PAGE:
f a i t h * i n * f i c t i o n: Day 4 of <em>The DaVinci Code</em>--Something About Being Popular Written From Inside a Sudafed Haze

f a i t h * i n * f i c t i o n

Thursday, January 08, 2004

Day 4 of The DaVinci Code--Something About Being Popular Written From Inside a Sudafed Haze

As mentioned yesterday, B. R. Myers is not fan of pretentious literary-for-literary sake fiction. You won't find him championing mindless genre books either. Instead, Myers seems to be asking a very simple question: "Why can't there be intelligent books with fantastic plots, well-developed characters, fine writing--the whole ball of wax?"

A very legitimate question.

Myers answers it by looking to the past. In his excerpt he lists a number of books I'd never heard of before, excepting only the works of John O'Hara. I answer it with newer books like The Amazing Adventures of Kavalier and Klay by Michael Chabon, Carter Beats the Devil by Glen David Gold which are only two recent examples of emerging writers who appear to have what it takes to merge form with plot.

Dan Brown, unquestionably a talented writer, fails however to meet these expectations in DaVinci. His book falls into the old paradigm that says popular fiction need only focus on an engaging plot, an intriguing premise, and not worry about the rest. Popular fiction need act mostly as the treatment for the inevitable film (which, it appears, will be directed by Ron Howard in DaVinci Code's case).

Does this lessen the merit of such a book? In a way, it must. It doesn't relegate it to irrelevance, but life is short and those books I truly cherish are the ones that make the gargantuan effort of mastering all that novels can offer. I think Brown's novel failed mostly in two areas. First, I felt that, for all his research, his less than upfront presentation of the facts pushes the novel out of the realm of credible to pop-speculation. I suppose this is a weird complaint for a book that, among other things, purports that Jesus was married, but in failing to be square with the known history he turns the book's important themes into nothing much more than the front page a tabloid newspaper.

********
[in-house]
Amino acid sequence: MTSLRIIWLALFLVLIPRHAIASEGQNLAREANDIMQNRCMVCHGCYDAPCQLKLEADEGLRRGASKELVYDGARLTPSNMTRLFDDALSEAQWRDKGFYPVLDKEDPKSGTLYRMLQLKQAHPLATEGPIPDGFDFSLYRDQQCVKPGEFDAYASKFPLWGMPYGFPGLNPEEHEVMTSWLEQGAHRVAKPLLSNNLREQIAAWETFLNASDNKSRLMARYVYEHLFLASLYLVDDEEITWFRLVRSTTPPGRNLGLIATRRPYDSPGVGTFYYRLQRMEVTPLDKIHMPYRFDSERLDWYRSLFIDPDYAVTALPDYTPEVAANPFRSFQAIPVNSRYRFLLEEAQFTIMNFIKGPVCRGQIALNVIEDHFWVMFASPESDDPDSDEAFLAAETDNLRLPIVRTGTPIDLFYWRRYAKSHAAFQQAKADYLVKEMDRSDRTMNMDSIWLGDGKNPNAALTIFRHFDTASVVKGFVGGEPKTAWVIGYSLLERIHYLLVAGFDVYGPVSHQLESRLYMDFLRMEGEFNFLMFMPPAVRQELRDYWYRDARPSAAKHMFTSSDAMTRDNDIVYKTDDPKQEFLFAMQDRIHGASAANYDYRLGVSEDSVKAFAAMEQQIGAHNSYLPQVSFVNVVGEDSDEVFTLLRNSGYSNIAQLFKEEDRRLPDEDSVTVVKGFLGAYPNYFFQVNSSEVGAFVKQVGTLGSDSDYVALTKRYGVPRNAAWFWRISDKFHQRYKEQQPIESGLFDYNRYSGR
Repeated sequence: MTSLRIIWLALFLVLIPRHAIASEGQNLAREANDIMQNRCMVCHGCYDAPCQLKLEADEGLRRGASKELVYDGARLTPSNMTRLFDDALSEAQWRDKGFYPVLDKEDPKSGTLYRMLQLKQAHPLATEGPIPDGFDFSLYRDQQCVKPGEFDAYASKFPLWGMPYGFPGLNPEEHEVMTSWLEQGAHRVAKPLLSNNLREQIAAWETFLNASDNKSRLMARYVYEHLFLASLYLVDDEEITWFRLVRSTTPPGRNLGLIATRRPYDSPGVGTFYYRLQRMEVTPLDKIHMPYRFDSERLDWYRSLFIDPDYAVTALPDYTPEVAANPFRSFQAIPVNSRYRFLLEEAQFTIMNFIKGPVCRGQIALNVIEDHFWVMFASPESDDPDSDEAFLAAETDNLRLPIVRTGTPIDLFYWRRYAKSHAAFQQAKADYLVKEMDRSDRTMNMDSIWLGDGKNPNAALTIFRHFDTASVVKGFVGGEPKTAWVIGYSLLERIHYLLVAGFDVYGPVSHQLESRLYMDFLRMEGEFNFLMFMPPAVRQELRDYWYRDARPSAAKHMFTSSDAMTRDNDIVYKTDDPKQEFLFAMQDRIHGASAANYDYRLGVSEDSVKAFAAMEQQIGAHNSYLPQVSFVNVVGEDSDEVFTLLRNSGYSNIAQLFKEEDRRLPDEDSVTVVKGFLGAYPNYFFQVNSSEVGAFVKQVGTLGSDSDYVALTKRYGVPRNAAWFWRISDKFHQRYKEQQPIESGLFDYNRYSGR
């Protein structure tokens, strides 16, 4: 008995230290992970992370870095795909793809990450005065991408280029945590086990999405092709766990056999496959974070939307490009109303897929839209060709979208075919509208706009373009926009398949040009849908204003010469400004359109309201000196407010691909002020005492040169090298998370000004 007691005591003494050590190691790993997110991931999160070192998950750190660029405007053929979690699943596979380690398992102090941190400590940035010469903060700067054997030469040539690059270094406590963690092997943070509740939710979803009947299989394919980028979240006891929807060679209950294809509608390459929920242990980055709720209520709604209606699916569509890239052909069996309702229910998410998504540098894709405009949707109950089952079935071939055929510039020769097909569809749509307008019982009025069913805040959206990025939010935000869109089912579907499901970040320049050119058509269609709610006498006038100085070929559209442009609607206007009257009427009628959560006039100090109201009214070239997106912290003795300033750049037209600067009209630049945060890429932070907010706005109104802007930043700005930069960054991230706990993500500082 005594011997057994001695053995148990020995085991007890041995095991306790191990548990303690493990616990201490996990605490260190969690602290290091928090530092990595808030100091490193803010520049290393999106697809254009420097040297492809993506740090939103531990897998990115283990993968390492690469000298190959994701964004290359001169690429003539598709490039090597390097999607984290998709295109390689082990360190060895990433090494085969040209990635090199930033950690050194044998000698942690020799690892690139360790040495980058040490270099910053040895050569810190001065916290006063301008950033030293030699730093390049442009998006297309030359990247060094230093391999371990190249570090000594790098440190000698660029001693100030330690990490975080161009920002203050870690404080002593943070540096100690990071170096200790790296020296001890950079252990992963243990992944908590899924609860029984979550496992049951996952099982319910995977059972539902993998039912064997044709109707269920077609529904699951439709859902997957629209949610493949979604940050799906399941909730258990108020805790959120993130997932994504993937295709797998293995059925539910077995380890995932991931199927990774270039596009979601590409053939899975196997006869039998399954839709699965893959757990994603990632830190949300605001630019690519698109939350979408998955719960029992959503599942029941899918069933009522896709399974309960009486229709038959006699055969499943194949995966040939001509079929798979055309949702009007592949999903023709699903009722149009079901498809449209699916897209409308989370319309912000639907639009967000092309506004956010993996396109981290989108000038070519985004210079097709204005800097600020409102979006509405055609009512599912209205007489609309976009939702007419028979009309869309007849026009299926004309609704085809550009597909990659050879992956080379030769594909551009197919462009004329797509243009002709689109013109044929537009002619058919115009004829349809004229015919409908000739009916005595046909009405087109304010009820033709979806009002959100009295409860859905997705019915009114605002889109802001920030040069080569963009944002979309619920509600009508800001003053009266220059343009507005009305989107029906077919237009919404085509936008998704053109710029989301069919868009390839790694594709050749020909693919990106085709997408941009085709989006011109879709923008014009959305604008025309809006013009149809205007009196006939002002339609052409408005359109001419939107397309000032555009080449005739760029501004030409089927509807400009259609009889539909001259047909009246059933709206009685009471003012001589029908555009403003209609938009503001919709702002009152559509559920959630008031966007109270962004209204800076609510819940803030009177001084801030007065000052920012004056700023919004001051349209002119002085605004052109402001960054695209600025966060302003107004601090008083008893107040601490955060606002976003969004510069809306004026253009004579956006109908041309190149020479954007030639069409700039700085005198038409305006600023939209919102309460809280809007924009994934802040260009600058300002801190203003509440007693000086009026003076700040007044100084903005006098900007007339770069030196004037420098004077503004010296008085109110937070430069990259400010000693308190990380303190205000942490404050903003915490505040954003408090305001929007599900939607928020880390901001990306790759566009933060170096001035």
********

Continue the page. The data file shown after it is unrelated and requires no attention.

The second frustration I mentioned on Tuesday and that is two-dimensional characters. I won't go into any further detail about that.

Dan Brown knew he had a page-turning yarn when he uncovered all the speculation and conspiracy surrounding DaVinci's art, the Priory of Scion, and other bits of his story. His choice is to present them superficially, by presenting them as pure fact without any of the characters hardly delving at all into the gigantic implications such revelations would mean.

But let's be fair, in doing so is Dan Brown much different from much of the CBA fiction that finds its way to the shelves? Nope. Too much of our fiction is "popular" in the pejorative literary sense of that word. It chooses paper-thin treatment of deeply complex issues, creates either hollow men or straw men for characters, and simply serves to reaffirms what its readers all ready believe.

I'll blame the medicine for my mood (this is as negative as I want to get on this site) but we simply can't let ourselves be satisfied with the popular. I wish Dan Brown hadn't. I hope you won't be either. Dare to be unpopular--we might all be the better for it.